What are our "non-negotiables" that we believe must be part of central IT?
How can we encourage local support to be responsive and adaptive to department needs?
Let's look at each of these questions. Non-negotiables are those IT solutions and services that benefit the campus community. The higher education IT organizations appear to favor the term "Common Good Services," originally attributed to the University of Minnesota.
Purdue University provides a nice example of how they use the idea of central services to make organizational decisions in their document Common Good Services Philosophy. In that document, they speak about the recognition of core services:
""Common Good Services" refers to that set of basic, non-specialized computing resources that is
beneficial for nearly all members of the Purdue community. Common Good Services are those
basic information technology services that most community members would agree are critical to
conducting business (academic, business, student, and research) at a modern research university."
These services are always on and not customized to a specific department.
The University of Texas at Austin uses the Common Good list to identify services that are funded and available through a core data and network charge, so there's an established funding link.
I like how these organizations have identified those core services and clearly linked them to their specific applicable funding models and to their decision processes. Also, using the philosophy to explain why something is centrally funded versus funded by a local department is very useful.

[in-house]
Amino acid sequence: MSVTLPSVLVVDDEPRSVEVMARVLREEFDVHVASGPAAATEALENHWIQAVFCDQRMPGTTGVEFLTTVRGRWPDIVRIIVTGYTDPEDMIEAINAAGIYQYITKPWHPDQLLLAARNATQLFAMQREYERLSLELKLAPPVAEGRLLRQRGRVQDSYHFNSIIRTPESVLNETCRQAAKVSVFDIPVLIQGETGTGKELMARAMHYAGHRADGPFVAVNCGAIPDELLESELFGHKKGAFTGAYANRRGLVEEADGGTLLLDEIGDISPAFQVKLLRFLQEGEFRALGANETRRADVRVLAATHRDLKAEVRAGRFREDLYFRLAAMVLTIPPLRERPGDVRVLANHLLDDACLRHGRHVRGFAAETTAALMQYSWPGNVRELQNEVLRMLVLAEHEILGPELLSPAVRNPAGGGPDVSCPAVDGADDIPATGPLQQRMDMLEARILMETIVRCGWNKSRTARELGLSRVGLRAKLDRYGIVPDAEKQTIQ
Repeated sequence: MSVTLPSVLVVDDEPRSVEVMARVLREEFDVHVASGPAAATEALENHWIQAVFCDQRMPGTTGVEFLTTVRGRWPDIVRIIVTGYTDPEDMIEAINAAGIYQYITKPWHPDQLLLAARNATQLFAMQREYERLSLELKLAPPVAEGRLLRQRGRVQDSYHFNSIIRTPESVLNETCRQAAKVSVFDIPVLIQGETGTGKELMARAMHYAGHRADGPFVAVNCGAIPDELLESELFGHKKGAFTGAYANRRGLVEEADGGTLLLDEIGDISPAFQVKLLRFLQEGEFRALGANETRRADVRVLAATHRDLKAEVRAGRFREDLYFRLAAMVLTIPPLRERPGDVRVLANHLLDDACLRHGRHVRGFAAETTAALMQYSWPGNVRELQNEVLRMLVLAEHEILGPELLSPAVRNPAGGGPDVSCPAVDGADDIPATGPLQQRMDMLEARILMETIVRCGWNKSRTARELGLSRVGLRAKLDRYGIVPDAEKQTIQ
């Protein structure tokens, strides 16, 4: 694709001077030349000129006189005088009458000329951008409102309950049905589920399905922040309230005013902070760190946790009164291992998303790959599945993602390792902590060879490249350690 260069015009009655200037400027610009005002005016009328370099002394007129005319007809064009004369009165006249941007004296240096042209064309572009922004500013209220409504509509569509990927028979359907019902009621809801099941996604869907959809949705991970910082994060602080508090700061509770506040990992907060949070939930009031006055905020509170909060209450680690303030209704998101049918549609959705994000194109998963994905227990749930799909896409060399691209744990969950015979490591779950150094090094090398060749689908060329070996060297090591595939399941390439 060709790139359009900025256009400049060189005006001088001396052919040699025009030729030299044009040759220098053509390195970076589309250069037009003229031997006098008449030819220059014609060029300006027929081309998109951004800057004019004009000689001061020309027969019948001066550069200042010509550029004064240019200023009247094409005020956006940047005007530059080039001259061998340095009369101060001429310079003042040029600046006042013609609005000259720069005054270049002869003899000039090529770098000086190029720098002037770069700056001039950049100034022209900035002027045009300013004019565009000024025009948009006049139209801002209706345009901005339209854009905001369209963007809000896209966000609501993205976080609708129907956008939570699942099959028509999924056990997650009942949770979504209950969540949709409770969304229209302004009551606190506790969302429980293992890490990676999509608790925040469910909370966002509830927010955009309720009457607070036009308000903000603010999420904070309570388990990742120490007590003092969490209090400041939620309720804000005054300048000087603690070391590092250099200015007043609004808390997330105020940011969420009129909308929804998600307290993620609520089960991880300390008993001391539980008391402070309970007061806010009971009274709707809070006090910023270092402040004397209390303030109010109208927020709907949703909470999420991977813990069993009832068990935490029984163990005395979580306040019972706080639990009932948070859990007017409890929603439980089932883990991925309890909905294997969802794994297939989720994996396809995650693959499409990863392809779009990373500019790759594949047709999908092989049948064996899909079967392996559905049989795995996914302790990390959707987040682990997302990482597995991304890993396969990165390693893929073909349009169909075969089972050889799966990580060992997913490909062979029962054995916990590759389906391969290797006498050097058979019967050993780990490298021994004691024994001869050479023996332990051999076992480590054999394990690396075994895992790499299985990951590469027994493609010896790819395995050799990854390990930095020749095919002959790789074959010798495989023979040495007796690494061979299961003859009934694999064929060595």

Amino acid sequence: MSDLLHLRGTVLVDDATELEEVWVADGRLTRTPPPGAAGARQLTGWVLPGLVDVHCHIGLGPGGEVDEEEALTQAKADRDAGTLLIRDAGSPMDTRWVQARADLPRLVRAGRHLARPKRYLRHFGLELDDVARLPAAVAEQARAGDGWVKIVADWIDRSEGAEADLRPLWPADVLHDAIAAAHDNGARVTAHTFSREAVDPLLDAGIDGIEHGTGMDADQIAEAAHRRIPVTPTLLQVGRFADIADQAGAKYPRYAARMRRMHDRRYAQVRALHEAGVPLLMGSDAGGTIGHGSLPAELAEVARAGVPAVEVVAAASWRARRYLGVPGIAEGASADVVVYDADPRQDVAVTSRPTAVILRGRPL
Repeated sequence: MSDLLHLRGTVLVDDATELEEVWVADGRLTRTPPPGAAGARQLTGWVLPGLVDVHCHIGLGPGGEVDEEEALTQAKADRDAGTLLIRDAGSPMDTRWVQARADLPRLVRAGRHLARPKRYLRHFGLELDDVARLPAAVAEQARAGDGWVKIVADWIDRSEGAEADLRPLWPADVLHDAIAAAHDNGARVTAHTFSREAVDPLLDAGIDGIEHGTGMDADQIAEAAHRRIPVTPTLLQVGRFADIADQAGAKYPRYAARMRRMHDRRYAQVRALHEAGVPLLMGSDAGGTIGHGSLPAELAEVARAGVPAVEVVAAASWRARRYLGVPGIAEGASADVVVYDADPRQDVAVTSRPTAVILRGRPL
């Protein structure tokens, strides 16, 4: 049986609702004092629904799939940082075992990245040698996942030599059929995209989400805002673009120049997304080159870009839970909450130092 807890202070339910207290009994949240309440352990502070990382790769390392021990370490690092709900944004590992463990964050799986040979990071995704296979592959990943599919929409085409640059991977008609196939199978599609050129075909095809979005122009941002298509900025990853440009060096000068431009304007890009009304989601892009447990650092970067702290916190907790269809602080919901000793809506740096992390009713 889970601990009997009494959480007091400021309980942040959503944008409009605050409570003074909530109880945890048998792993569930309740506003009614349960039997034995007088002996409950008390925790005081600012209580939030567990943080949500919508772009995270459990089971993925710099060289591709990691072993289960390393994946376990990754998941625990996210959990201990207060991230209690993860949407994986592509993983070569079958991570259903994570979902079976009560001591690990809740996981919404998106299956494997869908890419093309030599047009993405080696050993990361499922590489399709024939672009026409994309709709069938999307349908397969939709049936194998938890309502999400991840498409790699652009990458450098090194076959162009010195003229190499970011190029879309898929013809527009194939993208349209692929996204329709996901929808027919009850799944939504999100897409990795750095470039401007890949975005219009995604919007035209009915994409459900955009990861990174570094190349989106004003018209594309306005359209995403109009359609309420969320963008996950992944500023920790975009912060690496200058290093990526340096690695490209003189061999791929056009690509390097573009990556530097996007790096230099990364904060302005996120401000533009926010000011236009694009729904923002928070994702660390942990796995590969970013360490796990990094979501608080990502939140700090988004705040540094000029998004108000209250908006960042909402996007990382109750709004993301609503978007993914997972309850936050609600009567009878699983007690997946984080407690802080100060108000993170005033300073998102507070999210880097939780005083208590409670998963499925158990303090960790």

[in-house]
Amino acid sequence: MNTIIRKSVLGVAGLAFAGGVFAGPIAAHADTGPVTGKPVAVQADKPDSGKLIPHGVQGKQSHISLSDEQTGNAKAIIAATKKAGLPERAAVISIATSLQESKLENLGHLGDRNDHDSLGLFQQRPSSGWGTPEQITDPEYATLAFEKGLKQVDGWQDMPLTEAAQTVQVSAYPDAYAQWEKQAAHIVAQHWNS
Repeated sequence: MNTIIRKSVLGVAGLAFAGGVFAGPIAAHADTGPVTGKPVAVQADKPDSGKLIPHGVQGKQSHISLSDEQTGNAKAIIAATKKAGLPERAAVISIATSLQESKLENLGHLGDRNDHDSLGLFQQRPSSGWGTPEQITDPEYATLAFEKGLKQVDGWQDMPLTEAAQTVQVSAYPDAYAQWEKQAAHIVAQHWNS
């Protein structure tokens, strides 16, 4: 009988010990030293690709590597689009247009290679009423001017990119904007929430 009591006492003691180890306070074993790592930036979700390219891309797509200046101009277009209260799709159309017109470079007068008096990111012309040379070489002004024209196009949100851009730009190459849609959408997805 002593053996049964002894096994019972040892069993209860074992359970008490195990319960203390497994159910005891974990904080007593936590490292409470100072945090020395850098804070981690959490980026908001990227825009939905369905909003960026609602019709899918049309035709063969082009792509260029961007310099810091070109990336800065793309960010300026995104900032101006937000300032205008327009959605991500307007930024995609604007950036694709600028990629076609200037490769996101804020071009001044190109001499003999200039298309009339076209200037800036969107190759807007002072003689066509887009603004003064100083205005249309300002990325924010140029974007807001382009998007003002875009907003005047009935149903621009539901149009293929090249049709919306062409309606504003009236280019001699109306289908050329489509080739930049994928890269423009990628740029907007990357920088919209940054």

How can we use this to enhance an adaptive IT organization? By clearly establishing the solutions and services that are core and part of the common good, we are transparent in priority setting and funding models. We can use this to explain how we spend our budget funds, as so much of what we maintain for the common good can lack transparency to senior leadership.
Common good services provide a consistent service level, in a practical way. Faculty members and students, walking from one academic building to the next, can expect a consistent level of network services, for example. Redundant processes and duplicative costs are removed, freeing resources to work on other priorities.
The common good services can provide a reliable, consistent, and stable foundation on which to build more responsive and adaptive solutions at the edge. If we provide a consistent core, and then encourage local units to build responsive and locally customized solutions on that foundation, we can promote organizational adaptability and responsiveness. The Outlook 2009 Accenture article on agile organizations suggests:
"The bureaucracy that results from an overly centralized model can stifle innovation and result in delayed market responsiveness. On the other hand, an overly decentralized model can result in inconsistencies in response, slower product development, organizational redundancies and excessive costs."
On my campus, while we've clearly identified our core services to our community, we haven't done as well as Purdue in documenting the philosophy. I can see where doing so would help our community understand what is centrally funded and what is at the edge. It would also help our IT managers understand how certain decisions are made and how they can help work with that model. This will be a step in our process of building a more agile IT organization.